The scheme also marks a break from the relief programmes of the past towards an integrated natural resource management and livelihoods generation perspective.
Achievements of Mahatma Gandhi National Rural Employment Guarantee Act
The rural job guarantee scheme, MGNREGA has come a long way since its inception and has become a lifeline to the millions of population in rural India since 2006. Social inclusion, gender parity, social security and equitable growth are the founding pillars of MGNREGA.
According to the MGNREGA portal, since the implementation of the programme to the end of December 2020, while benefitting 6.01 crore households in India’s villages, Mahatma Gandhi National Rural Employment Guarantee Act has generated 216.73 core person-days of wage employment as well as it has created 5.01 crore assets in rural India. Besides, to bring in transparency and effective monitoring of assets created under MGNREGA, 4.23 crore assets have been geo-tagged so far. Status of these geo-tagged assets can be tracked through live satellite imagery from a centralised dashboard by the government. The Ministry of Rural Development has made it mandatory to geo-tag three stages of an asset creation.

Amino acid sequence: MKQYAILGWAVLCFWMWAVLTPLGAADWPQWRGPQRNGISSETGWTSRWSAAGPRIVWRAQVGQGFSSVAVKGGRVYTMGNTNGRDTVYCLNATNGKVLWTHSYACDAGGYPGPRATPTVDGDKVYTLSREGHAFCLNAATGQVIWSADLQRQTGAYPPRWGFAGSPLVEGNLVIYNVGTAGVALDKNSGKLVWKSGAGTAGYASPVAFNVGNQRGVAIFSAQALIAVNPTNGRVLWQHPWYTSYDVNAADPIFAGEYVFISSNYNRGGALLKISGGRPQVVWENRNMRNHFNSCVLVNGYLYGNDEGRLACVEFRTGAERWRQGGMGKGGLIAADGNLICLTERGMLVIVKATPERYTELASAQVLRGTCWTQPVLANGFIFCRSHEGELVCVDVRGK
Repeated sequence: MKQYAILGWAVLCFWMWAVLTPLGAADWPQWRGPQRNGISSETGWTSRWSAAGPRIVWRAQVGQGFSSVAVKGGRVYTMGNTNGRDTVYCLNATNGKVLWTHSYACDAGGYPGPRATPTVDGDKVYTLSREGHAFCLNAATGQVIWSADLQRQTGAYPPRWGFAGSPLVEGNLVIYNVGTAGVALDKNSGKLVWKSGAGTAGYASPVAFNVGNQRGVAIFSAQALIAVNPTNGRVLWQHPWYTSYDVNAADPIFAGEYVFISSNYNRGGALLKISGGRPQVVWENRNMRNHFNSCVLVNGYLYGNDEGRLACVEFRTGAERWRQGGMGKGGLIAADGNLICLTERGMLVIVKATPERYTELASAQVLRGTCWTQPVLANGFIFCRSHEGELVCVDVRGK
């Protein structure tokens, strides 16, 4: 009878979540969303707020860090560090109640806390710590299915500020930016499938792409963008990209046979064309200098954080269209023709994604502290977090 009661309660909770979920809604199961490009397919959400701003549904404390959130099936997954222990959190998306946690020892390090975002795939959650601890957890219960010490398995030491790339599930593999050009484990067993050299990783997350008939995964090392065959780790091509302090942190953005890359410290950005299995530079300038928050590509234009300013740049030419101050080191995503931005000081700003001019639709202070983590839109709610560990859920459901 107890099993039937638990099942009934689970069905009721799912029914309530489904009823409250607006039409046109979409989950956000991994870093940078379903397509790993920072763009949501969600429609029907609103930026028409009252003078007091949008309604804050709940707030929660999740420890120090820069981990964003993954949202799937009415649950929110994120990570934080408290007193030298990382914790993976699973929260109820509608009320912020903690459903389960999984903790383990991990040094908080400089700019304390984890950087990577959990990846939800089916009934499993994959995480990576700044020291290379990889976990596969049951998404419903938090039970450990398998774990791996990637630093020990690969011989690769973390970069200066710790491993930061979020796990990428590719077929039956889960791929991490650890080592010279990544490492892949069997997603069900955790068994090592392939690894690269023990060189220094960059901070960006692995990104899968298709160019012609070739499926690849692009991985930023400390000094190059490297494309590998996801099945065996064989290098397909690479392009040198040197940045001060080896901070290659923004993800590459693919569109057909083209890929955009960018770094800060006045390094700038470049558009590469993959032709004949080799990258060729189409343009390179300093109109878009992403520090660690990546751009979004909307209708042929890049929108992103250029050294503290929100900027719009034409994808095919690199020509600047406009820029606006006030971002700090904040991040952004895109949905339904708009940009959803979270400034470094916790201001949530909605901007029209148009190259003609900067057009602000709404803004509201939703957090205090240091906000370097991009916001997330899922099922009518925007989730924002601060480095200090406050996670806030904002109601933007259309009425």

MGNREGA Scheme: Achievements at a Glance
|Achievements||Rupees in Crore|
|Total DBT Transactions||28.69|
|Total Geo Tagged Assets||4.23|
Source: MGNREGA portal
Key Features of MGNREGA Yojana
MGNREGA gives legal guarantee of 100 days wage employment to the adult unskilled labour-force in the villages in a financial year. The programme is applicable in all the villages. If an adult member is willing to get job under MGNREGA scheme, he has to get registered at the Gram Panchayat level and a get a job card within 15 days of registration.
Eligibility for MGNREGA Scheme
The MGNREGA yojana is open to all rural households in the villages across India. All adult members of a household who are registered can apply for work. To register, they have to be the local residents within the Gram Panchayat. He will be willing to do unskilled manual work. The applicant can apply as a member of a household rather than making individual application as the 100 days entitlement of of wage employment can be shared within the household.
Know about MGNREGA Job Card
Under the MGNREGA, the job card is the basic legal document, gives the registered household a legal right to ask for 100 days job in a financial year from the Gram Panchayat. The household job card is issued within 15 days of making application which contains name and photograph of the registered member.